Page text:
Patient story

Valerie NortonValerie Norton

I was told I had secondary PH in February, 2000. I was only 19 years old. The doctors here in Wichita and the Mayo Clinic thought I had blood clots. After having a Heart Cath. in San Diego, I was diagnosed a Stage 3.

I honestly believe that I had the symptoms when I was in middle school because I couldn’t run very far without being short of breath. I thought I was just unfit, but I tried my best in PE. The doctors said it was bronchitis. In high school I was in the Flag Corps and I passed out at a game. The ER said I had asthma. It wasn’t until I was five months pregnant when I started having more symptoms. I could hardly breath. Even sitting left me gasping for air. My chest was tight and I experienced frequent chest pains. I was still in a size 29w-32l pants. I was barely showing. Only by looking really close could you tell I was pregnant. My doctor thought it was the baby. She checked my lungs and said that they were clear and then prescribed Albuterol, for asthma. Of course that did nothing to help. After I had my son on January 7, 2000, I weighed 126 pounds. The doctor put me on oxygen for a couple of minutes after the birth because my lips turned blue. When I was released, I was retaining water and the breathing problems remained. Everyone thought this was because of the pregnancy. After going to the ER three different times, they gave me lasix. Eventually I was sent to a cardiologist who ran many tests and diagnosed me with secondary PH. I was put on blood thinner and improved just slightly and I mean slightly.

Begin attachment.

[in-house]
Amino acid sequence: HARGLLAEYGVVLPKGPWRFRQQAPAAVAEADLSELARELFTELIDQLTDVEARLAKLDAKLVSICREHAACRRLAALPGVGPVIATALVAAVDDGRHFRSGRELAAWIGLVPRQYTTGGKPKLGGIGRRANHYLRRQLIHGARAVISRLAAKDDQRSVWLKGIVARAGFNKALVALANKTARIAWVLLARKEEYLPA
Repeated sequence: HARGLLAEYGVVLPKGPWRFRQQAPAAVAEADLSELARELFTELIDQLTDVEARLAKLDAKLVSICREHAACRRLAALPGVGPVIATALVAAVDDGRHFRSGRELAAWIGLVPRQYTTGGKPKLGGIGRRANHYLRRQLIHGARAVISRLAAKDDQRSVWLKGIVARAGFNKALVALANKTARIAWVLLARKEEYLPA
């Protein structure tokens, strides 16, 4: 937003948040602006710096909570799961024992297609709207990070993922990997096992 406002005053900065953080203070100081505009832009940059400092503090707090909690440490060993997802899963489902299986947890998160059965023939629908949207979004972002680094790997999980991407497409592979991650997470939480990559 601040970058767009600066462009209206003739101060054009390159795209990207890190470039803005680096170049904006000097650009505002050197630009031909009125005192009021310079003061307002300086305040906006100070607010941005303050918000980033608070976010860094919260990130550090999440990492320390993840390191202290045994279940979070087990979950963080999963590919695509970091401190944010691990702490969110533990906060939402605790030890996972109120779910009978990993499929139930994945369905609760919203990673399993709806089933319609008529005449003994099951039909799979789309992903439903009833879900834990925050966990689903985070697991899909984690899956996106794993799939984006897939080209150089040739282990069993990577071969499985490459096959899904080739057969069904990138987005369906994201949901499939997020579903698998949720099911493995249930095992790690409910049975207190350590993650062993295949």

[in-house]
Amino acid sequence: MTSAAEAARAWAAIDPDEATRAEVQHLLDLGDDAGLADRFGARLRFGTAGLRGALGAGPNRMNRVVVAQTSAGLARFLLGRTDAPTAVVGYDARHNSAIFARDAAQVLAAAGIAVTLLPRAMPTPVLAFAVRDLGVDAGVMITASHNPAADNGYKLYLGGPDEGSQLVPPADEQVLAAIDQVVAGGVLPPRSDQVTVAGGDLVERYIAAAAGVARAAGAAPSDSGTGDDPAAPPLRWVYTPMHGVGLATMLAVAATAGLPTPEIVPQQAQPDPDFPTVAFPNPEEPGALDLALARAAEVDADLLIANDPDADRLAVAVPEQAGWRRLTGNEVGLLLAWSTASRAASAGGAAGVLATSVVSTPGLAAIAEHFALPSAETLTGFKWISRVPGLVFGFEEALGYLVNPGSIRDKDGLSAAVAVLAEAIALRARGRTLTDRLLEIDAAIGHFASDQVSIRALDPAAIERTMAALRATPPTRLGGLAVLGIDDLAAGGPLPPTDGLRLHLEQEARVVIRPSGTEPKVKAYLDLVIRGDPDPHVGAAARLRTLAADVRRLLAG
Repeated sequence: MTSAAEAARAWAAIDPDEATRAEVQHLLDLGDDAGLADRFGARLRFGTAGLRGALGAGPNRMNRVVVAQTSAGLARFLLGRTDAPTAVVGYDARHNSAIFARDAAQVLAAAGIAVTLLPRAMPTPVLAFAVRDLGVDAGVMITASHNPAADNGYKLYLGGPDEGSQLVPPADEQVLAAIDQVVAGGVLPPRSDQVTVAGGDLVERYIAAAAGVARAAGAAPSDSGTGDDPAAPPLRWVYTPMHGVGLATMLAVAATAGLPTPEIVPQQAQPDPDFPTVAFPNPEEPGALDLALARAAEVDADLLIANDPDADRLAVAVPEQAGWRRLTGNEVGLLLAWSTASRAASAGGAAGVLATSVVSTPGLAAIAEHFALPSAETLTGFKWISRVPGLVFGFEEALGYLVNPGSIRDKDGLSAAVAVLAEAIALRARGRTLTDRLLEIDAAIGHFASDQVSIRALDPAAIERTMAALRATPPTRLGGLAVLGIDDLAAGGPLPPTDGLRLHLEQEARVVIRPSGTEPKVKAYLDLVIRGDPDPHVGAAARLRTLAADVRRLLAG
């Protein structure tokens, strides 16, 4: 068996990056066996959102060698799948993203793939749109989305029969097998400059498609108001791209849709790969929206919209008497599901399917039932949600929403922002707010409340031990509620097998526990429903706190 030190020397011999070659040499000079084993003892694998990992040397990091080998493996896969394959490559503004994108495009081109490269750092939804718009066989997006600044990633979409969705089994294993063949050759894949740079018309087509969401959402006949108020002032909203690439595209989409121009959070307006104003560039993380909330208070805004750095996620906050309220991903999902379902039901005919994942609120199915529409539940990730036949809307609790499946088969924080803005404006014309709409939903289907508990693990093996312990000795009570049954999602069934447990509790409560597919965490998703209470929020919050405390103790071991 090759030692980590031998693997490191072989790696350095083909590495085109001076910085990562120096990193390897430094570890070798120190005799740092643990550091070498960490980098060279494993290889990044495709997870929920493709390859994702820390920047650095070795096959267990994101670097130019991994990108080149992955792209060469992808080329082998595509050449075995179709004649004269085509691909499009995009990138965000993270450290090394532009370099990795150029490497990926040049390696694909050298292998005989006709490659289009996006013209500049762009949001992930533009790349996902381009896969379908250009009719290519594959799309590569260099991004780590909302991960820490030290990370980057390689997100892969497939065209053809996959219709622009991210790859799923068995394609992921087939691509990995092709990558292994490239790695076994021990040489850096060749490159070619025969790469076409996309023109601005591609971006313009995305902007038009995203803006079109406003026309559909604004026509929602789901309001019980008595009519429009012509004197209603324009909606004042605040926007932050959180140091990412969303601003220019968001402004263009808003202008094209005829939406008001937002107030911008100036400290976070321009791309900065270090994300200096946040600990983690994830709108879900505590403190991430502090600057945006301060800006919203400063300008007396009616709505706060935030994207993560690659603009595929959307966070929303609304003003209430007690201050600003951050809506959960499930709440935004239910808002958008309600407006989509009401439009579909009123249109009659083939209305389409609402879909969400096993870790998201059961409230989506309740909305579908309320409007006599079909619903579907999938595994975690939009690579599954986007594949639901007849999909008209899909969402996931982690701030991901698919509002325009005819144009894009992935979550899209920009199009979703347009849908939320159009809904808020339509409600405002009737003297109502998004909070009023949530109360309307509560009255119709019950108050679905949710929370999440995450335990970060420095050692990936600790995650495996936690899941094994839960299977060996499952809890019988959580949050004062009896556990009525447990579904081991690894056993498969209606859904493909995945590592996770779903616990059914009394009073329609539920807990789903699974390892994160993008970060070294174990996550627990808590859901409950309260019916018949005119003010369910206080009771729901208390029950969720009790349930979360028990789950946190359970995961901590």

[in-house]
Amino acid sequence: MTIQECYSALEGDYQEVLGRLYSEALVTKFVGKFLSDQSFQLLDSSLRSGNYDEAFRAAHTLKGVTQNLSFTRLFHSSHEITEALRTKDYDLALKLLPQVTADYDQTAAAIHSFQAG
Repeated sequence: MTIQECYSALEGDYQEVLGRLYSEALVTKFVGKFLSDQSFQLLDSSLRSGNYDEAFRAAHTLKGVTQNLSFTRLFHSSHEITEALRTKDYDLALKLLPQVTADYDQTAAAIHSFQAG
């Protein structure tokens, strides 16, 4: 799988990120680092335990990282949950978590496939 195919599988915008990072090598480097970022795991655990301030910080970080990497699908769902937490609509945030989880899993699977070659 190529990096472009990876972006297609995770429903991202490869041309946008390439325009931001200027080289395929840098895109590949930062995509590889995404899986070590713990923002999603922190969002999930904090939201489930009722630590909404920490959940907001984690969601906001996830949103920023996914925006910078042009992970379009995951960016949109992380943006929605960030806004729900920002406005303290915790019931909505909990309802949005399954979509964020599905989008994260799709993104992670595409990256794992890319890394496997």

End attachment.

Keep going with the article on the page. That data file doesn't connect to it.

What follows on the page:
I am now on Flolan, coumadin, lanoxin, and aldacton. I am now a stage 1 and am on the transplant list. I am also signed up for the clinical trial with Viagra.

PH has changed my life in many ways. Before I got on Flolan I couldn’t taken care of my son. My mother took care of him for the first 5 months of his life. I couldn’t walk or play. I couldn’t be a mom or even a person for that matter. I was white as a ghost. I looked dead and I was depressed for a while. Now, my priorities have changed. I don’t take anything for granted and I am thankful for what I do have- even my health. Now I can be a mom. I am getting active in my church. I have some color in my face and I can get around a lot more. I volunteer at a local hospital and I want to go into the medical field and possibly specialize in PH. I am becoming happy and enjoying life now. I am becoming a regular person.


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The National Organization for Rare Disorders (NORD) awarded PHA the Abbey S. Meyers Leadership Award in 2012 for outstanding service to PHA members in advocacy, education and other key areas.